Subject: Re: [boost] Boost Incubator Status Report
From: Felix Uhl (felix.uhl_at_[hidden])
Date: 2014-11-08 17:19:19
Rob Stewart wrote:
> When interviewing C++ developers, I find those using Boost libraries, at least beyond shared_ptr, are rare.
> The brand is known by relatively few, and it is used, to any significant extent, by fewer still.
> That implies the need to grow our ranks through some form of advertising.
I came to the observation that boost is well known in more experienced circles of programmers, but, as you said, not that frequently used.
As it was previously mentioned, this issue could be solved by entering collaborations with compiler distributors to include boost, or at least a subset of it in their compiler. The only reason STL is used so heavily is because it is a pseudo part of the language, bundled with every compiler, a consistent, standardised foundation to rely on. If the inclusion of boost was as simple as the inclusion of the STL, more programmers would use it.
This is what boost seemed like to me after reading herb sutters books: It is a less coherent extension of STL, an idea of what the future might hold.
Imagine how well boost would be known if it was bundled with MSVC and gcc.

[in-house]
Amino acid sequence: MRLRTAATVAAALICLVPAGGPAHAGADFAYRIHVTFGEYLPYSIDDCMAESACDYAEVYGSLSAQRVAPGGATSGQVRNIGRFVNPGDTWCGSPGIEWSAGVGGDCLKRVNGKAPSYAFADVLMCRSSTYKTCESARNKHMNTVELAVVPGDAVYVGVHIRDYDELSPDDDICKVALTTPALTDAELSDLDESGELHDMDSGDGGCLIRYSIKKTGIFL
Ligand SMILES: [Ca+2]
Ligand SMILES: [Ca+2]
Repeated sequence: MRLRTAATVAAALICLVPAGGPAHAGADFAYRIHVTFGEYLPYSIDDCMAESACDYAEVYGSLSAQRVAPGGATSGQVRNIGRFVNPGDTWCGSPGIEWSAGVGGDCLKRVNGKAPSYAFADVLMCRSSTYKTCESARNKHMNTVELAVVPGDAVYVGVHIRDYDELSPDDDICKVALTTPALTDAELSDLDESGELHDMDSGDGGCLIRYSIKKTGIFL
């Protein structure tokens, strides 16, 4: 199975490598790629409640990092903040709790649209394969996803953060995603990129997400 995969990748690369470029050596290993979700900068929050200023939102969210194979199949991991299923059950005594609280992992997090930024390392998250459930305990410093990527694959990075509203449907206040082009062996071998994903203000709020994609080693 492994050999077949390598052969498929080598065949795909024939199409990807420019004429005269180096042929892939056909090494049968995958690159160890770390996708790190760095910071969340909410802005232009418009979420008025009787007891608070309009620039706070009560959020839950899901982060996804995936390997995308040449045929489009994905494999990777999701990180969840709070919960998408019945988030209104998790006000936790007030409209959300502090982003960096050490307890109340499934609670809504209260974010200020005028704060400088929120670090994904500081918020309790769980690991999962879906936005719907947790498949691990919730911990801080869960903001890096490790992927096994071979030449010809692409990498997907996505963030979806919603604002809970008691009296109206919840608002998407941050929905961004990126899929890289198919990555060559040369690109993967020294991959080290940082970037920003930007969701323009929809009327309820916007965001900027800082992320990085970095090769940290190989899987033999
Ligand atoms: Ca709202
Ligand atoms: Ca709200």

--- Felix Uhl ________________________________ Von: Rob Stewart<mailto:robertstewart_at_[hidden]> Gesendet: â08.â11.â2014 11:48 An: boost_at_[hidden]<mailto:boost_at_[hidden]> Betreff: Re: [boost] Boost Incubator Status Report On November 7, 2014 5:35:02 PM EST, Edward Diener <eldiener_at_[hidden]> wrote: >On 11/7/2014 11:23 AM, Robert Ramey wrote: >> Vladimir Prus-3 wrote > > The motivation behind the >> design of the incubator is to "make participation easier" by >decoupling the >> preparation of the review from a specific 1-2 week time frame. It >was also >> specifically designed to not alter the actual Boot Review process. > >Other than lengthening the formal review process to encourage more >people to participate I do not see any means to get people more >interested in reviewing Boost libraries. That is the notion behind the incubator: allow the review period to be open indefinitely, particularly in advance of the formal review period. > As far as the incubator is >concerned I feel it is a good idea but nobody is using it to comment on >libraries. Links from the review queue to the incubator page for each library could help people discover the incubator. > As far as Boost reviews it appears that most programmers are >afraid to even make comments about a potential library in which they >may be interested. Maybe the specter of C++ experts scares them away. Maybe >they feel that they might look foolish if they make a comment which is >based on just a partial understanding of the library involved. What leads you to that conclusion? There are multiple factors that prevent my commenting on a library: * No interest in the domain * No knowledge of the domain * Too busy I realize I'm not in the "too afraid because of experts" camp you describe, but I've not commented on any of the libraries and it isn't due to fear. >Finally there is a decided problem with the lack of people willing to >be >review managers for a library. I think it would be a good idea to >establish a pool of people, with their e-mail addresses, willing to be >review managers and then when a library is on the review queue one of >the review managers would send out e-mail to all people in the pool >asking each one if he would be willing to be the review manager for a >particular library. If no one at a given time in the pool will agree, >then after some pre-established time period the process repeats itself. I've offered to be a review manager a couple of times, but the libraries never went to review or another did the job. However, the last I looked there were multiple libraries I don't feel competent to judge. Being a review manager is more than verifying that examples compile, that documentation exists, etc. One must be able to judge comments and reviews to decide between opposite views, etc. That requires domain knowledge and experience, if not expertise. There are fewer general purpose libraries on tap now. Obviously, folks have more or less time at different periods of their lives, so one can go through periods of no or little participation. There's also the real issue of changes to the industry. As one seeks interesting and lucrative or stable employment, one may target new kinds of development which can mean new languages. Thus, one may retain a more nostalgic interest in C++, but no longer be interested to invest the time needed to be a review manager. To solve those problems requires finding and engaging new blood. When interviewing C++ developers, I find those using Boost libraries, at least beyond shared_ptr, are rare. The brand is known by relatively few, and it is used, to any significant extent, by fewer still. That implies the need to grow our ranks through some form of advertising. ___ Rob (Sent from my portable computation engine) _______________________________________________ Unsubscribe & other changes: http://lists.boost.org/mailman/listinfo.cgi/boost
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